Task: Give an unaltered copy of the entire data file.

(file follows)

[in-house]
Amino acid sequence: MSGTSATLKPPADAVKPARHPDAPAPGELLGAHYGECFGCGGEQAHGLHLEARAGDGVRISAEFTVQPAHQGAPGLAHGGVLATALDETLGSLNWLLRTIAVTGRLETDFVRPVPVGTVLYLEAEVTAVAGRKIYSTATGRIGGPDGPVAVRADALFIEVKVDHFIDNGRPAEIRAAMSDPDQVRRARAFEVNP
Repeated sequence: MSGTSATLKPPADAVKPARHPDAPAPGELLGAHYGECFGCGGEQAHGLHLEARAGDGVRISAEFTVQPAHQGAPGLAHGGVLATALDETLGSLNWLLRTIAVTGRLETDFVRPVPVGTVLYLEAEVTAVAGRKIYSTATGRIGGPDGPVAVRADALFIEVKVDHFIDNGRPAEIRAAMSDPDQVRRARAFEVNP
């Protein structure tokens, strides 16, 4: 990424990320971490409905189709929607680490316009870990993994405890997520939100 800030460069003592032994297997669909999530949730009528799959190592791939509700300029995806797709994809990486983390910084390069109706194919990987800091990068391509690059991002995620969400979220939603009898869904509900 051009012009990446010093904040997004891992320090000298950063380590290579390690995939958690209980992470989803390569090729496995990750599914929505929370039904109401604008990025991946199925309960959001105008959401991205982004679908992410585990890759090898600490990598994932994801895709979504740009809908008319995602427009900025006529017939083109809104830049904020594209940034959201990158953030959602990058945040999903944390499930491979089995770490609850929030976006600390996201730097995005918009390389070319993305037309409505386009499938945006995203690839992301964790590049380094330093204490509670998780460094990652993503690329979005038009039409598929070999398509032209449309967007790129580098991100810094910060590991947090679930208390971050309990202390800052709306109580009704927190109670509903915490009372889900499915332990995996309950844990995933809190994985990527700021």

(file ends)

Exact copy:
[in-house]
Amino acid sequence: MSGTSATLKPPADAVKPARHPDAPAPGELLGAHYGECFGCGGEQAHGLHLEARAGDGVRISAEFTVQPAHQGAPGLAHGGVLATALDETLGSLNWLLRTIAVTGRLETDFVRPVPVGTVLYLEAEVTAVAGRKIYSTATGRIGGPDGPVAVRADALFIEVKVDHFIDNGRPAEIRAAMSDPDQVRRARAFEVNP
Repeated sequence: MSGTSATLKPPADAVKPARHPDAPAPGELLGAHYGECFGCGGEQAHGLHLEARAGDGVRISAEFTVQPAHQGAPGLAHGGVLATALDETLGSLNWLLRTIAVTGRLETDFVRPVPVGTVLYLEAEVTAVAGRKIYSTATGRIGGPDGPVAVRADALFIEVKVDHFIDNGRPAEIRAAMSDPDQVRRARAFEVNP
């Protein structure tokens, strides 16, 4: 990424990320971490409905189709929607680490316009870990993994405890997520939100 800030460069003592032994297997669909999530949730009528799959190592791939509700300029995806797709994809990486983390910084390069109706194919990987800091990068391509690059991002995620969400979220939603009898869904509900 051009012009990446010093904040997004891992320090000298950063380590290579390690995939958690209980992470989803390569090729496995990750599914929505929370039904109401604008990025991946199925309960959001105008959401991205982004679908992410585990890759090898600490990598994932994801895709979504740009809908008319995602427009900025006529017939083109809104830049904020594209940034959201990158953030959602990058945040999903944390499930491979089995770490609850929030976006600390996201730097995005918009390389070319993305037309409505386009499938945006995203690839992301964790590049380094330093204490509670998780460094990652993503690329979005038009039409598929070999398509032209449309967007790129580098991100810094910060590991947090679930208390971050309990202390800052709306109580009704927190109670509903915490009372889900499915332990995996309950844990995933809190994985990527700021």